/*** * H H * H H * HHHH aa ppp ppp y y * H H a a p p p p y y * H H aaa ppp ppp yyy * p p y * p p yyy * * BBBB t h d * B B ii t h d * BBBB rrr ttt hhh ddd aa y y * B B ii r t h h d d a a y y * BBBB ii r tt h h ddd aaa yyy * y * yyy */

Today, in a not-so-veiled attempt to have everyone get more familiar with their classmates, I had everyone gather names and birthdays of everyone in each class and we looked for matching birthdays.

I prefaced this with these two questions about birthdays:

- What is the probability that at least two people in this class have the same birthday?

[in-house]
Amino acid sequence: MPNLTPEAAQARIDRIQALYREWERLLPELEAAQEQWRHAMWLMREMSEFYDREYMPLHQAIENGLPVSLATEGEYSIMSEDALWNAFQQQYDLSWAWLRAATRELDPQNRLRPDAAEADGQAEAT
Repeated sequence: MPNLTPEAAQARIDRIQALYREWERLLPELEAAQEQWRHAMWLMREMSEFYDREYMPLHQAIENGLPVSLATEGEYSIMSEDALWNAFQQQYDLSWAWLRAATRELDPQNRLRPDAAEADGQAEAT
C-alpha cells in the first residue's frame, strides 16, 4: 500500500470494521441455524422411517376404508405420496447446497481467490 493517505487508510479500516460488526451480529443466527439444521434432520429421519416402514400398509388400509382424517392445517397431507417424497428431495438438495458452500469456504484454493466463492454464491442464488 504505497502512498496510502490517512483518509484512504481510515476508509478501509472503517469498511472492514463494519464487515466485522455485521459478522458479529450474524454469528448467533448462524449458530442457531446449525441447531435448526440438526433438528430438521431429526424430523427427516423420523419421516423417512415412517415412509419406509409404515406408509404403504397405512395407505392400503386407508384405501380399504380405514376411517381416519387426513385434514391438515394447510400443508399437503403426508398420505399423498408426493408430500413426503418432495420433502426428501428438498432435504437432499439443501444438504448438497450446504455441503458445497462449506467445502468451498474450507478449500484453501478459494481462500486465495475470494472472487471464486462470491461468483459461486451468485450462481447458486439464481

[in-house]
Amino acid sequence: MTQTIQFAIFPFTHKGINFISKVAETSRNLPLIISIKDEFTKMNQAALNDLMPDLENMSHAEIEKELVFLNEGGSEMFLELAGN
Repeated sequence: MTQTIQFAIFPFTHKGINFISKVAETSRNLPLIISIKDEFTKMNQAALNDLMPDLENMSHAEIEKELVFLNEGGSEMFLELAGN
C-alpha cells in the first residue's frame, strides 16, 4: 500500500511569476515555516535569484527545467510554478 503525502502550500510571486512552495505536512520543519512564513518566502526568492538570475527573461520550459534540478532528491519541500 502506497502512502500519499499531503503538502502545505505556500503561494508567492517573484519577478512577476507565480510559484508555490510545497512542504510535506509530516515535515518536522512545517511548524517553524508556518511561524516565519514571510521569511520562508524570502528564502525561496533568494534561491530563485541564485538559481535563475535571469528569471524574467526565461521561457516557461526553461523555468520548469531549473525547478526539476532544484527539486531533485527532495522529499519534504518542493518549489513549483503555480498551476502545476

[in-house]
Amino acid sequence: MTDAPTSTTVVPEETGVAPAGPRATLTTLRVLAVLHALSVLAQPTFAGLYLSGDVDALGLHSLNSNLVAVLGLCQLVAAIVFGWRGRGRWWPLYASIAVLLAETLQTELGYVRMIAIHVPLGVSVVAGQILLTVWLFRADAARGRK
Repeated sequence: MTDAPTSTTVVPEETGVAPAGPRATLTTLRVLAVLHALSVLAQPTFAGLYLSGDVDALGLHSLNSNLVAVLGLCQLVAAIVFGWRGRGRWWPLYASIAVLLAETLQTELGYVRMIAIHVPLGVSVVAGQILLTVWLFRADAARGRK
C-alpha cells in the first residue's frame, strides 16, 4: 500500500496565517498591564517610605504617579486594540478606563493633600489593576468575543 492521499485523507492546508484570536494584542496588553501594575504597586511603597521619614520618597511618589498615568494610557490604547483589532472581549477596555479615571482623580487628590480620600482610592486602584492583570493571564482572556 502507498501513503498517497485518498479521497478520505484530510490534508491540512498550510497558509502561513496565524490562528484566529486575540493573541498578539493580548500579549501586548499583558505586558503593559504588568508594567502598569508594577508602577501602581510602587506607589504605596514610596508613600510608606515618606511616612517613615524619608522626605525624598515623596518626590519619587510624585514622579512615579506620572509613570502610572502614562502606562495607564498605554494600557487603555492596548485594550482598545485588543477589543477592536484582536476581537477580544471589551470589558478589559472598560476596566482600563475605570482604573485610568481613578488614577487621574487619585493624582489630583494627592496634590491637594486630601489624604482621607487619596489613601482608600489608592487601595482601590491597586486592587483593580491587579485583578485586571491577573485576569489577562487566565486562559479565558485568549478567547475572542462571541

- How big a class would be required for that probability to reach 99%?

The answers are better than 50% for the first, with a class size of at least 23. For the second, surprisingly, it is only 57. (100% would require 366, of course.)

This is a classic problem in probability. Here’s a graph of the probabilities compared to the group size:

###### Image: en.wikipedia.org/wiki/File:Birthday_Paradox.svg

Extra credit for anyone who gives an explanation of the math behind this to the class.

We found 1, 3, and zero matches in periods 1, 2, and 3, respectively.